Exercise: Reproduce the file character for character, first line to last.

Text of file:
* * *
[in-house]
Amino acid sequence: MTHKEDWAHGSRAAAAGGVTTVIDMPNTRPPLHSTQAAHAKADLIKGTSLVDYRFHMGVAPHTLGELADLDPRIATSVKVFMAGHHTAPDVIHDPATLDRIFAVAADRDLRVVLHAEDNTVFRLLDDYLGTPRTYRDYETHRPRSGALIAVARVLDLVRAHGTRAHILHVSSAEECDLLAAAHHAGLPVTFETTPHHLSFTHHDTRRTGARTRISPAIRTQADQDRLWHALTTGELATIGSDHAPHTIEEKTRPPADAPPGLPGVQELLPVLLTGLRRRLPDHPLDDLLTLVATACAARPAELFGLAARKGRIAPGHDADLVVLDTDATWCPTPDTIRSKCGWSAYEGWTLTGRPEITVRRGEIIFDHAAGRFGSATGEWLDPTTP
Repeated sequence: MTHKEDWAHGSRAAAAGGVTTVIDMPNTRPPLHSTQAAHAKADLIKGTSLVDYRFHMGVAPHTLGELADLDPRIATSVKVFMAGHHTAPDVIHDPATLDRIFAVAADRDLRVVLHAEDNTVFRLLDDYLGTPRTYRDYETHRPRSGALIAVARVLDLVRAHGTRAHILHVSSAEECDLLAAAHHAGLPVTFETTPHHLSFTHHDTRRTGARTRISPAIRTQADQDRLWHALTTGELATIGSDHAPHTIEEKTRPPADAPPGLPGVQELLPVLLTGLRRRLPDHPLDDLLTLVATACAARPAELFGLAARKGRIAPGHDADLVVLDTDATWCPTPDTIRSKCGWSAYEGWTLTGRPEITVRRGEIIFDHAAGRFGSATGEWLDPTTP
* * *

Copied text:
[in-house]
Amino acid sequence: MTHKEDWAHGSRAAAAGGVTTVIDMPNTRPPLHSTQAAHAKADLIKGTSLVDYRFHMGVAPHTLGELADLDPRIATSVKVFMAGHHTAPDVIHDPATLDRIFAVAADRDLRVVLHAEDNTVFRLLDDYLGTPRTYRDYETHRPRSGALIAVARVLDLVRAHGTRAHILHVSSAEECDLLAAAHHAGLPVTFETTPHHLSFTHHDTRRTGARTRISPAIRTQADQDRLWHALTTGELATIGSDHAPHTIEEKTRPPADAPPGLPGVQELLPVLLTGLRRRLPDHPLDDLLTLVATACAARPAELFGLAARKGRIAPGHDADLVVLDTDATWCPTPDTIRSKCGWSAYEGWTLTGRPEITVRRGEIIFDHAAGRFGSATGEWLDPTTP
Repeated sequence: MTHKEDWAHGSRAAAAGGVTTVIDMPNTRPPLHSTQAAHAKADLIKGTSLVDYRFHMGVAPHTLGELADLDPRIATSVKVFMAGHHTAPDVIHDPATLDRIFAVAADRDLRVVLHAEDNTVFRLLDDYLGTPRTYRDYETHRPRSGALIAVARVLDLVRAHGTRAHILHVSSAEECDLLAAAHHAGLPVTFETTPHHLSFTHHDTRRTGARTRISPAIRTQADQDRLWHALTTGELATIGSDHAPHTIEEKTRPPADAPPGLPGVQELLPVLLTGLRRRLPDHPLDDLLTLVATACAARPAELFGLAARKGRIAPGHDADLVVLDTDATWCPTPDTIRSKCGWSAYEGWTLTGRPEITVRRGEIIFDHAAGRFGSATGEWLDPTTP